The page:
Brilliant colors restored to 15th altarpiece

The Altarpiece of Santa Lucia dei Magnoli, a Renaissance masterpiece by Domenico Veneziano, has been restored to its extraordinarily vivid original colors by the Opificio delle Pietre Dure in Florence.

Created between 1445 and 1447 for the high altar of the church of Santa Lucia dei Magnoli in Florence, the tempera-on-panel painting depicts the enthroned Madonna and Child flanked by Saint Francis and John the Baptist on the left, Saint Zenobius and Saint Lucy on the right holding her eyes on a plate (they were plucked out, the legend goes, before her martyrdom). Mary sits under a rib vaulted and columned canopy, soft light shining down through the open courtyard. The tops of three orange trees are centered in the pointed arches high in the background.

This work is oldest known example of a rectangular altarpiece without the gold background that was de rigeur in its Gothic predecessors. It is also the first “Sacred Conversation,” ie, a painting of Madonna and Child with saints that are all on the same scale in the same space. Veneziano’s mastery of light, accurate geometric perspective and intricate architectural setting make the St. Lucy altarpiece one of the most important and innovative from 15th century Florence.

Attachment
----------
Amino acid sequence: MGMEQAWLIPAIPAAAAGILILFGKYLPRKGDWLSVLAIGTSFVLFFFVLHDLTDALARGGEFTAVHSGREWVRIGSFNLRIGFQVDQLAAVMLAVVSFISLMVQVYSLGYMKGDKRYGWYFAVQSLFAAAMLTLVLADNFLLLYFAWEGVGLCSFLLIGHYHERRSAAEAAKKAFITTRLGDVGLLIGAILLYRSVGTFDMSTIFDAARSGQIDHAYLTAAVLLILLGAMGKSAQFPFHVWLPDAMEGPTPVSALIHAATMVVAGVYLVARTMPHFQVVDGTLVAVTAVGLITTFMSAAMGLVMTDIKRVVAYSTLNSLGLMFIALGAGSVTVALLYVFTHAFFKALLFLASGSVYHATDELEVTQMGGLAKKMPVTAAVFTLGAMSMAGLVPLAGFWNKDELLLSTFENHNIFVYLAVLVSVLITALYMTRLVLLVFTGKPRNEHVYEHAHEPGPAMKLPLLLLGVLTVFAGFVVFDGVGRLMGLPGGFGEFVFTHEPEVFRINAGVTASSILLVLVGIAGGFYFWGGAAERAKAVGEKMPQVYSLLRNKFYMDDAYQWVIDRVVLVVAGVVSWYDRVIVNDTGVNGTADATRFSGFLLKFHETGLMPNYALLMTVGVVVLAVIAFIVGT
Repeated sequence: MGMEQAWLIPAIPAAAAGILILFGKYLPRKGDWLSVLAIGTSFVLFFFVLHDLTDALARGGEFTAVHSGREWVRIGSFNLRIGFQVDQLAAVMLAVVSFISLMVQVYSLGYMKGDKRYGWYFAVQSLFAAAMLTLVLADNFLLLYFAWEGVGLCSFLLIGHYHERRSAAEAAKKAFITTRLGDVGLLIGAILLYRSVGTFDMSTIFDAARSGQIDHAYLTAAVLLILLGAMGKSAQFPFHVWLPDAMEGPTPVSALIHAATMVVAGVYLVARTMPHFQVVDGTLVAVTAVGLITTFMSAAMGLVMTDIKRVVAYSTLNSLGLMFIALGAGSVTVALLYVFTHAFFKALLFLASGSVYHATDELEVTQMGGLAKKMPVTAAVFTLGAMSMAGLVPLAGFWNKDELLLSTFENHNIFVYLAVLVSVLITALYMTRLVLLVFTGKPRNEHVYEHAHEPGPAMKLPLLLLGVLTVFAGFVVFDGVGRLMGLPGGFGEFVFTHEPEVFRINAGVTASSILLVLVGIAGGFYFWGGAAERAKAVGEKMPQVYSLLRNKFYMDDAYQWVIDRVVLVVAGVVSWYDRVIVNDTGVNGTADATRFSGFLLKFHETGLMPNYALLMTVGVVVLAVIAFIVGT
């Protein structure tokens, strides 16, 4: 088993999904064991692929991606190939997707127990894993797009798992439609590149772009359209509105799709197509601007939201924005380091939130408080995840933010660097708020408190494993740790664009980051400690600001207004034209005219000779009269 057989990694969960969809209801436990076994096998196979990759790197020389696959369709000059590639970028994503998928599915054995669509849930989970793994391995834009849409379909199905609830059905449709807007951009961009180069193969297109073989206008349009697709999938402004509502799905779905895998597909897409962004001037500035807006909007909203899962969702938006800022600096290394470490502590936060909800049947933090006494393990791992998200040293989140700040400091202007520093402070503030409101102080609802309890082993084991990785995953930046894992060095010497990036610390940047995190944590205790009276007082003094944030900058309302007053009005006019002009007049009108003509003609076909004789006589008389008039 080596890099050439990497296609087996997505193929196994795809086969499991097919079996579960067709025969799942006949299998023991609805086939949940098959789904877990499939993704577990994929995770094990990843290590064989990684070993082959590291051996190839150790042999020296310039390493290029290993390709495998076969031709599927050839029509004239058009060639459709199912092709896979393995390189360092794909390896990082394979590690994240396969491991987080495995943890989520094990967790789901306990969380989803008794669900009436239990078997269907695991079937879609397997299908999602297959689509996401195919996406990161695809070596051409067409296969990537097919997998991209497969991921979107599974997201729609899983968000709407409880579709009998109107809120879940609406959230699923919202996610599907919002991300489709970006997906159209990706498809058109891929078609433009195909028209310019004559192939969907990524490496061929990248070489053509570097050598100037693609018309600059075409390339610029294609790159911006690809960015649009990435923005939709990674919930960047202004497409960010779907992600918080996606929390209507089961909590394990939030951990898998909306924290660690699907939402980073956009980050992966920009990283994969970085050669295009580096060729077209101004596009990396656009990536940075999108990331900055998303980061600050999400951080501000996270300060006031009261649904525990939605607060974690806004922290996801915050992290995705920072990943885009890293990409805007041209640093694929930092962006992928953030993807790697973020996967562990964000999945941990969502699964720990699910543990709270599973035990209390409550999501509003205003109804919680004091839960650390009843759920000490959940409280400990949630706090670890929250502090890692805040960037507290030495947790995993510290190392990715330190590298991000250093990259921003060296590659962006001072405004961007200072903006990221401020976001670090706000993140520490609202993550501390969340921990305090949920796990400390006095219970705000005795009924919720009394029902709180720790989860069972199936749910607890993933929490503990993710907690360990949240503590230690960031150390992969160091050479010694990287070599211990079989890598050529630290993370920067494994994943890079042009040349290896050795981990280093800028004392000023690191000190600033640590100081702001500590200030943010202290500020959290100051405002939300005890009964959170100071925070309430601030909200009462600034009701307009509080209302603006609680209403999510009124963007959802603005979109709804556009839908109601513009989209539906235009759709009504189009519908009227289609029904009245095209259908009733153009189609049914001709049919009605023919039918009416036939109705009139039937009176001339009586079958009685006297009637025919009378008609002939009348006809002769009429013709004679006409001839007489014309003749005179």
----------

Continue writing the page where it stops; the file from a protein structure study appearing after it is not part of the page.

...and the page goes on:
The restoration project began in 2019. When the altarpiece entered the collection of the Uffizi Gallery, it was subjected to a drastic cleaning and glazed with an adhesive. This highly invasive intervention damaged the paint and dimmed the brilliance of the colors to the point where they were unrecognizable. Reversing this damage was a complex operation and took even longer than expected thanks to COVID closures.

It was very much worth the wait. The new restoration has brought back to life the brilliant pinks, greens, blues and bright whites of the original paint. The Easter egg technicolor palette lends the scene a surreal, fantastical look. The extraordinary richness of the details, the floor with pink, green and white marble inlay, the fine lettering on the steps, the meticulous patterns in the decorative design on the pedestal under Mary’s feet and on Saint Zenobius’ cope and mitre.

The work will be exhibited to the public for one day only on December 21st at the Laboratory of the Opificio delle Pietre Dure (booking is required). It will return to its permanent home at the Uffizi early next year.

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